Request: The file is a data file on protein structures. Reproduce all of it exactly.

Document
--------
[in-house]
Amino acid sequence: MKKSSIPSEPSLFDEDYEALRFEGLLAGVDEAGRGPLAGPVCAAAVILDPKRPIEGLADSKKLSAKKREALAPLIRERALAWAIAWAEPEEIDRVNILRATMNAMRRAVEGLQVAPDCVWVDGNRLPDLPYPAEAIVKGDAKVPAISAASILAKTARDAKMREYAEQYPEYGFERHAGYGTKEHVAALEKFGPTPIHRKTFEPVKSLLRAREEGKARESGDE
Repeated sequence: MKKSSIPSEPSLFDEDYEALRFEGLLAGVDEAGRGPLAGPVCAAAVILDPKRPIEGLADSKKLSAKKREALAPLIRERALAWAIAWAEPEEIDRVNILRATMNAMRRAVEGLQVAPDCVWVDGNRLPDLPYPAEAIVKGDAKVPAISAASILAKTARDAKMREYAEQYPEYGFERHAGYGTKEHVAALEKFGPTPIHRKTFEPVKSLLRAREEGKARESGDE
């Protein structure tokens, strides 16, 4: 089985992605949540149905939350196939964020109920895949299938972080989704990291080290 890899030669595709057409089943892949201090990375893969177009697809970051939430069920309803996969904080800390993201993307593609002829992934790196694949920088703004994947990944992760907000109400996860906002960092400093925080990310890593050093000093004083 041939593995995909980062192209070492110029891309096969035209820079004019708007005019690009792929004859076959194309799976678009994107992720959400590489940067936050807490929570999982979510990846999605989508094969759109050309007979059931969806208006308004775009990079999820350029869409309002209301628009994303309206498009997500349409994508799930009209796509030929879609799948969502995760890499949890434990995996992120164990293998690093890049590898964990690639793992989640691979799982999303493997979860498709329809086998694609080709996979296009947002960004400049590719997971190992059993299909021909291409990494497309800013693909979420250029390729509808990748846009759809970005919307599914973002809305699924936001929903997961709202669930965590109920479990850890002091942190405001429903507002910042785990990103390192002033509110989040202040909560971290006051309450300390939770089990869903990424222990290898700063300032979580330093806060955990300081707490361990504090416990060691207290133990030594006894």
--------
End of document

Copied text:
[in-house]
Amino acid sequence: MKKSSIPSEPSLFDEDYEALRFEGLLAGVDEAGRGPLAGPVCAAAVILDPKRPIEGLADSKKLSAKKREALAPLIRERALAWAIAWAEPEEIDRVNILRATMNAMRRAVEGLQVAPDCVWVDGNRLPDLPYPAEAIVKGDAKVPAISAASILAKTARDAKMREYAEQYPEYGFERHAGYGTKEHVAALEKFGPTPIHRKTFEPVKSLLRAREEGKARESGDE
Repeated sequence: MKKSSIPSEPSLFDEDYEALRFEGLLAGVDEAGRGPLAGPVCAAAVILDPKRPIEGLADSKKLSAKKREALAPLIRERALAWAIAWAEPEEIDRVNILRATMNAMRRAVEGLQVAPDCVWVDGNRLPDLPYPAEAIVKGDAKVPAISAASILAKTARDAKMREYAEQYPEYGFERHAGYGTKEHVAALEKFGPTPIHRKTFEPVKSLLRAREEGKARESGDE
């Protein structure tokens, strides 16, 4: 089985992605949540149905939350196939964020109920895949299938972080989704990291080290 890899030669595709057409089943892949201090990375893969177009697809970051939430069920309803996969904080800390993201993307593609002829992934790196694949920088703004994947990944992760907000109400996860906002960092400093925080990310890593050093000093004083 041939593995995909980062192209070492110029891309096969035209820079004019708007005019690009792929004859076959194309799976678009994107992720959400590489940067936050807490929570999982979510990846999605989508094969759109050309007979059931969806208006308004775009990079999820350029869409309002209301628009994303309206498009997500349409994508799930009209796509030929879609799948969502995760890499949890434990995996992120164990293998690093890049590898964990690639793992989640691979799982999303493997979860498709329809086998694609080709996979296009947002960004400049590719997971190992059993299909021909291409990494497309800013693909979420250029390729509808990748846009759809970005919307599914973002809305699924936001929903997961709202669930965590109920479990850890002091942190405001429903507002910042785990990103390192002033509110989040202040909560971290006051309450300390939770089990869903990424222990290898700063300032979580330093806060955990300081707490361990504090416990060691207290133990030594006894």